While the 3rd chapter of Art As Experience got off to a slow start, mid-way through I discovered a number of passages that could serve as a starting point for class discussion. The first several pages broadly explore the nature of emotion in relation to experience; the following quote on page 43 jumped out at me.
“…emotions are attached to events and objects in their movement. They are not, save in pathological instances, private. And even an “objectless” emotion demands something beyond itself to which to attach itself, and thus it soon generates a delusion in lack or something real.” (43)
Lack is one of those “reserved words” in psychology and the psychoanalytic theories of Lacan and Freud, and its interesting to see the term used by Dewey in relation to experiences & emotions.
Another quote I was excited by - I find the choice of the word “dye” to conjure powerful imagery.
“Emotion is the moving and cementing of force. It selects what is congruous and dyes what is selected with its color, thereby giving qualitative unity to materials externally disparate and dissimilar. It thus provides unity in and through the varied parts of an experience…” (44)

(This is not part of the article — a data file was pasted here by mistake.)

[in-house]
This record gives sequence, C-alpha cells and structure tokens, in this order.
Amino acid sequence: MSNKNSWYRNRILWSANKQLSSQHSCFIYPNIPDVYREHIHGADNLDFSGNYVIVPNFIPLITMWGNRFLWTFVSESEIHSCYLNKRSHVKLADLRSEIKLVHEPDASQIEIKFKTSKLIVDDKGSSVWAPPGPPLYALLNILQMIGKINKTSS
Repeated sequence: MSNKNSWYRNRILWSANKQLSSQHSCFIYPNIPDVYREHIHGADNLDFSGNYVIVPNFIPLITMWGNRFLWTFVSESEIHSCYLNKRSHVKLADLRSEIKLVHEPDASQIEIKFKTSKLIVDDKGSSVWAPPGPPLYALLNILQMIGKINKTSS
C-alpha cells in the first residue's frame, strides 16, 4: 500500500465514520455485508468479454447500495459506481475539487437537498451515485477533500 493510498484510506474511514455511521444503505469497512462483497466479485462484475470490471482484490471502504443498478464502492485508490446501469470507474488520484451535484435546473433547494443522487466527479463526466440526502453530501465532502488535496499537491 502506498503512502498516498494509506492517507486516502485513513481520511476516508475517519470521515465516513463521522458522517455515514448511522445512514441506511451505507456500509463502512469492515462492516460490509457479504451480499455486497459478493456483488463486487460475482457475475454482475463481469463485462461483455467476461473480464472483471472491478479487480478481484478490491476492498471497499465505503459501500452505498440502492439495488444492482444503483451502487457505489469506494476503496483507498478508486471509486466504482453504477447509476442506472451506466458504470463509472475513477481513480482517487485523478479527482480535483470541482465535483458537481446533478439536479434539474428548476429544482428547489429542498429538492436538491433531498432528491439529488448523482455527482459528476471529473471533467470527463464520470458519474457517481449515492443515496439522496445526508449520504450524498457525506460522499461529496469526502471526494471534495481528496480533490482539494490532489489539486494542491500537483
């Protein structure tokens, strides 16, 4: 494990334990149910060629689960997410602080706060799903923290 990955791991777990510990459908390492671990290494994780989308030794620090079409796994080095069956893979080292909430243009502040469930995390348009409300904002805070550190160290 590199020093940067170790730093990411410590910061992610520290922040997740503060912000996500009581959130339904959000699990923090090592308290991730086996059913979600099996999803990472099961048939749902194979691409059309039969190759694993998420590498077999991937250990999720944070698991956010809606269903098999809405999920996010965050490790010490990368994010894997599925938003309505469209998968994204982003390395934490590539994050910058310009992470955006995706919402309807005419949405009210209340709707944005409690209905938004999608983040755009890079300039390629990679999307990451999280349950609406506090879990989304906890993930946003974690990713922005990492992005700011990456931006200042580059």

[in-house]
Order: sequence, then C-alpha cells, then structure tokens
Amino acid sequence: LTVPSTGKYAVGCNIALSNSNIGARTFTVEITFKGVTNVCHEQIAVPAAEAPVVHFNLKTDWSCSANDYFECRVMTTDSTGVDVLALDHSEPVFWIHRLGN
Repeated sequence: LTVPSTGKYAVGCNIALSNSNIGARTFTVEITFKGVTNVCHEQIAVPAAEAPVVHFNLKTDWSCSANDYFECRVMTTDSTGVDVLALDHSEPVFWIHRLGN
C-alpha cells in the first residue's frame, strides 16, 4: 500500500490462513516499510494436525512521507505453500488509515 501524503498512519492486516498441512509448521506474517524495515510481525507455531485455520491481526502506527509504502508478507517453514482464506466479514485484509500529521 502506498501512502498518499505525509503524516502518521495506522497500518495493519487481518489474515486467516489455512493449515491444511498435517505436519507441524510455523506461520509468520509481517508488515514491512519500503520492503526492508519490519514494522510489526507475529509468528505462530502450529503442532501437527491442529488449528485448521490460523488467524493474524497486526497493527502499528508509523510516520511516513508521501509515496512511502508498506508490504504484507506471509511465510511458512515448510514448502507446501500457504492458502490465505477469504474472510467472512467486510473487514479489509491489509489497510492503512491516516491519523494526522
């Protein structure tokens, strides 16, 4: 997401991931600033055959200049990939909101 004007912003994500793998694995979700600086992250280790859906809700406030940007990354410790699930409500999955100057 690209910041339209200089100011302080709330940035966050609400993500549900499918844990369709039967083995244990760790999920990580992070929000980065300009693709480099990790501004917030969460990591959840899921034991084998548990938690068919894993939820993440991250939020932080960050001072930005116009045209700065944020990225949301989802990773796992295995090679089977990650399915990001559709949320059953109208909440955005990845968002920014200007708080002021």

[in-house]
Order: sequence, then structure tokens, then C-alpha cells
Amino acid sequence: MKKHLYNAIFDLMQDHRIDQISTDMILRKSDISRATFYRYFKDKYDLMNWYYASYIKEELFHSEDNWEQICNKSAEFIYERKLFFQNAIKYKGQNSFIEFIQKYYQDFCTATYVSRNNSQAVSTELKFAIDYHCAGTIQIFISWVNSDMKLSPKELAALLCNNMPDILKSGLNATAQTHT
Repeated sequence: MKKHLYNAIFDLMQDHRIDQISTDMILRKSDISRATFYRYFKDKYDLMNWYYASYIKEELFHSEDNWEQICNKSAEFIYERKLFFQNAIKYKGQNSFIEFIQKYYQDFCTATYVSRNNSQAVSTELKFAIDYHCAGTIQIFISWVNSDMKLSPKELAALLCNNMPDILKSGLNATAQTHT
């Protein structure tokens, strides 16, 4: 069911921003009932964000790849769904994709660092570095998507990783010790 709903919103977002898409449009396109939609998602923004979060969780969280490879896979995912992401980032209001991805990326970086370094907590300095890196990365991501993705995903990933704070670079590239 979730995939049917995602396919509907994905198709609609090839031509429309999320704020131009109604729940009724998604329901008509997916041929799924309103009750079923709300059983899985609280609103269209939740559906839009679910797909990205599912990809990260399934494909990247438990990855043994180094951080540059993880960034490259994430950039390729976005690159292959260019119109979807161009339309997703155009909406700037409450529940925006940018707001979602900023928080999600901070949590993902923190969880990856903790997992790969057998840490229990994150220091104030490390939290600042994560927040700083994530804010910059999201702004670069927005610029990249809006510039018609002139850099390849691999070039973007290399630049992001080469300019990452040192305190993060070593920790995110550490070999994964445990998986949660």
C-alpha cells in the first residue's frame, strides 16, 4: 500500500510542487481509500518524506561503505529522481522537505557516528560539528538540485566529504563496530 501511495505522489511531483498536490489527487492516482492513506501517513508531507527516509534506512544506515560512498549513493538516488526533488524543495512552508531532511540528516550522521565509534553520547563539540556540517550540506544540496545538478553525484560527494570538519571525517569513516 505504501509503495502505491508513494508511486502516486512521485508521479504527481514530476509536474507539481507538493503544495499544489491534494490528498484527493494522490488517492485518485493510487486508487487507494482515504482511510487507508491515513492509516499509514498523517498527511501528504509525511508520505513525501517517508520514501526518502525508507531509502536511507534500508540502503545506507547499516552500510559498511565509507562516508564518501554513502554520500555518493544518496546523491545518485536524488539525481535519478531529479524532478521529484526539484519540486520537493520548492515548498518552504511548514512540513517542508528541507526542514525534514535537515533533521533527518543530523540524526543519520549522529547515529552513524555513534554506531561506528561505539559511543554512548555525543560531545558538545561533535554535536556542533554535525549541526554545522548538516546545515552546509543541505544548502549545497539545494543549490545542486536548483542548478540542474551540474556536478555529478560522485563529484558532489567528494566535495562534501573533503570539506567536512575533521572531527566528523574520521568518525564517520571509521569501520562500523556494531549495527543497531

On the subject of expressing emotions, Dewey clearly privileges the role of art -
“Where should we look for an account of such an experience? Not to ledger-entries nor yet to a treatise on economics or sociology or personnel-psychology, but to drama and fiction. Its nature and import can be expressed only by art, because there is a unity of experience that can be expressed only as an experience” (44)
I buy it, give me more Dewey.
“The outline of the common pattern is set by the fact that every experience is the result of interaction between a live creature and some aspect of the world in which he lives.” (45)
Do I see a tie-in between the Live Creature and companion species? This makes me wonder about other live creatures that could serve as a companion species outside of the animal kingdom. You all know what I’m talking about - yes, fungi.
The last quote I’ll share can be found in the middle of page 47; Dewey praises the complexity of the work of a painter, claiming that,
“the production of a genuine work of art probably demands more intelligence than does most of the the so-called thinking that goes on among those who pride themselves on being “intellectuals.” (47)
I interpret Dewey’s choice of the word “genuine” as an implicit statement that he, like everybody else, has inherent preferences and biases, based on one’s environment and experiences. He, like everyone else, is subjective in their artistic taste. In any case, Dewey loves artists, and is on my side.